As chairman of the Senate Finance Committee, Senator Max Baucus holds the keys to health-care reform; any health-care legislation must pass through his committee. So what he says or doesn’t say is important to those following the twists and turns of the congressional effort to fix our health-care system. This is the third of an occasional series of posts on the senator’s pronouncements and how the media has covered them. The entire series is archived here.


A laurel to Mike Dennison, a Montana statehouse reporter for Lee Newspapers, who for months has kept an eye on Sen. Max Baucus as he has tried to position himself as Mr. Health Care II, stealing turf from Mr. Health Care I, Sen. Edward Kennedy, whose name has been linked with the issue for decades. Two stories written as columns, which ran in the Billings Gazette, the Missoulian, the Helena Independent Record, and the Montana Standard a few days ago, are examples of the kind of careful, everyday, explanatory journalism that has been absent from health care reportage this year.

When Baucus released his 89-page white paper in mid-November, offering a potpourri of suggestions and a long recitation of the system’s ills, the news media clapped their hands and promoted this message: Here was an important senator demonstrating his commitment to change. Bravo! Way to go! Good work!

The hype soon moved to the blogosphere, where commentators made the same points while not really bothering to kick Baucus’s tires. Dennison decided to do just that, and set out to find sources who would talk on the record about both the positive and negative parts of the Baucus white paper. “People in Montana are reluctant to criticize Baucus publicly,” Dennison told me. “People like him. He is popular and has a lot of stature. After looking at what people were saying here and nationally, I decided to use my own voice and critique it myself.”

In his first column, Dennison tells readers that “we should be clear about what it’s not and what it does not do.” Baucus’s white paper doesn’t support “universal coverage” or “universal health care,” he says, which means it doesn’t call for basic health coverage for everyone, regardless of ability to pay. He summarizes arguments made by Baucus staffers who say that, in several years, the senator’s blueprint might bring us closer to universal coverage. Then he makes an observation that few in the media have made—that the Baucus approach, as well as those of all the Democratic presidential candidates, “relies on the private, for-profit insurance market to fill some big gaps, something it hasn’t done after decades of being in business.”

Dennison notes that the Baucus paper offers few ideas for controlling rising health care costs and “plops another mishmash of new rules, regulations and bureaucracy” on top of our “fragmented, expensive system,” “all in the name of maintaining the private, for-profit insurance market.” In sum, Dennison writes, Baucus’s white paper “seems to bend over backwards to preserve much of the status quo—a status quo that just about everyone agrees is badly broken.”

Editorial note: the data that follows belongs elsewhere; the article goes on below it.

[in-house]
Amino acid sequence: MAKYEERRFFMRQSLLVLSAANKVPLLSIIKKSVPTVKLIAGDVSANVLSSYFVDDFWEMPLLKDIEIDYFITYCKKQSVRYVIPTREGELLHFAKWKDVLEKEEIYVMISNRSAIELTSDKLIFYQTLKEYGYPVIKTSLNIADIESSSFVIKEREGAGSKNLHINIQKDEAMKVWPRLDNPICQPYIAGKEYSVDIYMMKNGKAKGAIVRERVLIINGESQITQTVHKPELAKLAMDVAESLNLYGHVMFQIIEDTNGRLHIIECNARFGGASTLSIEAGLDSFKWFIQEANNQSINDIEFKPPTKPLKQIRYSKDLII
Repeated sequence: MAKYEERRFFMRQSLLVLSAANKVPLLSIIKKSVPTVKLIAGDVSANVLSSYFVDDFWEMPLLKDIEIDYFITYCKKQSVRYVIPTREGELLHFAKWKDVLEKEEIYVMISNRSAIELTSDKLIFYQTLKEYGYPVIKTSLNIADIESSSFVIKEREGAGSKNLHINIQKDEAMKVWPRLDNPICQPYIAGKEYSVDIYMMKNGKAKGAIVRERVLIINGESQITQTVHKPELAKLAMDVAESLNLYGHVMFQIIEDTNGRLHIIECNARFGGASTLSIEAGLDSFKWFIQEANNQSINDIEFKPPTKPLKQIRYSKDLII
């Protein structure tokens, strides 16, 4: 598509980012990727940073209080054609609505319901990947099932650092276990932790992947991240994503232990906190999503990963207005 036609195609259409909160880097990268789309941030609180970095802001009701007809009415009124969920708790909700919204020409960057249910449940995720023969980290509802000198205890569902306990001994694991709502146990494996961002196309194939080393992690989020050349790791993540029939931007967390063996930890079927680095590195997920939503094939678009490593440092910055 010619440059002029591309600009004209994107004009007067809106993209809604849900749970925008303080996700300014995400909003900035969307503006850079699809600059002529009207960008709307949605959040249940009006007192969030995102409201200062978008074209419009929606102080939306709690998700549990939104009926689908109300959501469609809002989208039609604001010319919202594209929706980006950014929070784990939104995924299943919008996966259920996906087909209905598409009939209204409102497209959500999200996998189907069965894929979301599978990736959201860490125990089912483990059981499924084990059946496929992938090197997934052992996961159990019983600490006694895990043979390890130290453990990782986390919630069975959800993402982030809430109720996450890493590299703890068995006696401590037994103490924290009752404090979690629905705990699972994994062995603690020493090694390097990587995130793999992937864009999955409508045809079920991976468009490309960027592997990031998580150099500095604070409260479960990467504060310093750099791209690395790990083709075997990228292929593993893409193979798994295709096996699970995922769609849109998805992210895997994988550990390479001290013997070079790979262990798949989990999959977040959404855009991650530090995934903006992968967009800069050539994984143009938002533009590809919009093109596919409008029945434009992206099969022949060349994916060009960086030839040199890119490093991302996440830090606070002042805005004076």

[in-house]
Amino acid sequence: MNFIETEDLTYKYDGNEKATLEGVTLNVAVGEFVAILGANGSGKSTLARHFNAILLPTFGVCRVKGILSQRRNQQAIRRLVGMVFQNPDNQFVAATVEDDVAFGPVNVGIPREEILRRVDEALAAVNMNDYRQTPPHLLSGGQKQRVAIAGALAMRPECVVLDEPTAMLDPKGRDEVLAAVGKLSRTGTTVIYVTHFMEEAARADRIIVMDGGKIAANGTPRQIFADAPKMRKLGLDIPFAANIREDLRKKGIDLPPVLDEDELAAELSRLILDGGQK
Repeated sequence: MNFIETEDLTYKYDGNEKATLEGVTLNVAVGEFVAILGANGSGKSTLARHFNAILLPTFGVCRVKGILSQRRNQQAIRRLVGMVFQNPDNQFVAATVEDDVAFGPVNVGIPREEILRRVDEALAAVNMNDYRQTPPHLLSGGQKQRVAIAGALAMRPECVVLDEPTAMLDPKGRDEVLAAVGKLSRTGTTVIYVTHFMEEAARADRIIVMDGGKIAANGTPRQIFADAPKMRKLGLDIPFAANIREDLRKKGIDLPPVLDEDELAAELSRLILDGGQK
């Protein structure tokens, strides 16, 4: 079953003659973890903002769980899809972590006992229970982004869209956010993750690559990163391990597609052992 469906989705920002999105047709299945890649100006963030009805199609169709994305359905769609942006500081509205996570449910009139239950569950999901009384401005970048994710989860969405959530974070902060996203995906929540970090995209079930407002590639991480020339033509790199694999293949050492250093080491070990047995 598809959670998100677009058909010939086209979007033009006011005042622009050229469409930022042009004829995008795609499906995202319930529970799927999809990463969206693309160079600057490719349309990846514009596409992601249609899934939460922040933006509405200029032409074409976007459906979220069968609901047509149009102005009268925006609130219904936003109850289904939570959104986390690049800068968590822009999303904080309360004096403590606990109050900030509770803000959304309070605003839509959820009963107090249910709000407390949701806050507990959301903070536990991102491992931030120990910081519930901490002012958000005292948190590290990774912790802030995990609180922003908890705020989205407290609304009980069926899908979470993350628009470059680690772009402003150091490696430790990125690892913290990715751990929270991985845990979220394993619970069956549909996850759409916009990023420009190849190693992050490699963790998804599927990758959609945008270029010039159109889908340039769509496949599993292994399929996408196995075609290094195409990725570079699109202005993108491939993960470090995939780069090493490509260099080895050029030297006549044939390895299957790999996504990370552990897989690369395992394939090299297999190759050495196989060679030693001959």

In his second column, Dennison dares to talk about single-payer coverage, an option that has been omitted from this year’s health care discourse. He tells readers how such a system would work, and debunks major criticisms of a national health insurance approach:

Higher taxes? Not if single-payer all but eliminates the health insurance premiums that you and your employer currently pay. Big government? In America, the government is the people, and you tell it what to do. It has to be more responsive than big insurance. Less choice? With single-payer, no doctors or hospitals are out of the network, because there is no network. It’s one system. Everyone gets the same basic care.

Dennison says that Baucus has declared the single-payer option “off the table;” it is “not politically feasible” because the public won’t go for it. What that means, Dennison explains, is that Baucus and his colleagues don’t want to fight with some of the country’s most powerful financial interests, which have the money and motivation to turn public opinion against what Dennison calls “meaningful reforms.”

What do his readers think? Dennison told me that the dominant response has been positive. People want to know more about single-payer. They want the (information) void filled. “Several said they were glad I wrote about this. Please tell us more,” he added. Some readers, however, called him a socialist or a communist. Look for his follow-up this weekend, talking about reader response.

News outlets once routinely published these kinds of reporter notebook stories, news analyses, and explainers. Think of the late R.W. Apple of The New York Times, who distilled complicated political issues into pieces that made sense for the average reader. I looked forward to his pieces. Dennison’s columns remind me of Johnny Apple, and why we need more of his kind of journalism.

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Trudy Lieberman is a fellow at the Center for Advancing Health and a longtime contributing editor to the Columbia Journalism Review. She is the lead writer for The Second Opinion, CJR’s healthcare desk, which is part of our United States Project on the coverage of politics and policy. Follow her on Twitter @Trudy_Lieberman.